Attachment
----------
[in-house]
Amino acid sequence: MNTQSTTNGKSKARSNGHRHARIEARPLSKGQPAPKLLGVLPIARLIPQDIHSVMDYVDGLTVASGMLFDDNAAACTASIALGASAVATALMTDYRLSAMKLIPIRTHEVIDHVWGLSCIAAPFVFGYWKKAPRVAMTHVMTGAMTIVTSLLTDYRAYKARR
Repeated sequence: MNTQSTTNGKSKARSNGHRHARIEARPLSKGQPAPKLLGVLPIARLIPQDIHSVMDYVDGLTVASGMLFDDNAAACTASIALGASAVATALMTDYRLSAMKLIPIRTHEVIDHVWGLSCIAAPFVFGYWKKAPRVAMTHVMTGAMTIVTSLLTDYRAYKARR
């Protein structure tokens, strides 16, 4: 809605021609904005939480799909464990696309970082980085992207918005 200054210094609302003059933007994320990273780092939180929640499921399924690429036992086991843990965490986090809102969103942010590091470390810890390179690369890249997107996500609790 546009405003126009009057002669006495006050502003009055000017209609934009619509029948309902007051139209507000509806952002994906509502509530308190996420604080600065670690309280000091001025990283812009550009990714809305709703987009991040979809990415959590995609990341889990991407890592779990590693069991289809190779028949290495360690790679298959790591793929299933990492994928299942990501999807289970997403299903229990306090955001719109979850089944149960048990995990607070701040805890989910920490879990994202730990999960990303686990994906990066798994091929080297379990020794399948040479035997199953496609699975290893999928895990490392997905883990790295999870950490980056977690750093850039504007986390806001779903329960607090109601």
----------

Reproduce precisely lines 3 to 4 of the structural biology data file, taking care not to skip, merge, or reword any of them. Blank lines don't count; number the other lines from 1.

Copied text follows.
Repeated sequence: MNTQSTTNGKSKARSNGHRHARIEARPLSKGQPAPKLLGVLPIARLIPQDIHSVMDYVDGLTVASGMLFDDNAAACTASIALGASAVATALMTDYRLSAMKLIPIRTHEVIDHVWGLSCIAAPFVFGYWKKAPRVAMTHVMTGAMTIVTSLLTDYRAYKARR
């Protein structure tokens, strides 16, 4: 809605021609904005939480799909464990696309970082980085992207918005 200054210094609302003059933007994320990273780092939180929640499921399924690429036992086991843990965490986090809102969103942010590091470390810890390179690369890249997107996500609790 546009405003126009009057002669006495006050502003009055000017209609934009619509029948309902007051139209507000509806952002994906509502509530308190996420604080600065670690309280000091001025990283812009550009990714809305709703987009991040979809990415959590995609990341889990991407890592779990590693069991289809190779028949290495360690790679298959790591793929299933990492994928299942990501999807289970997403299903229990306090955001719109979850089944149960048990995990607070701040805890989910920490879990994202730990999960990303686990994906990066798994091929080297379990020794399948040479035997199953496609699975290893999928895990490392997905883990790295999870950490980056977690750093850039504007986390806001779903329960607090109601």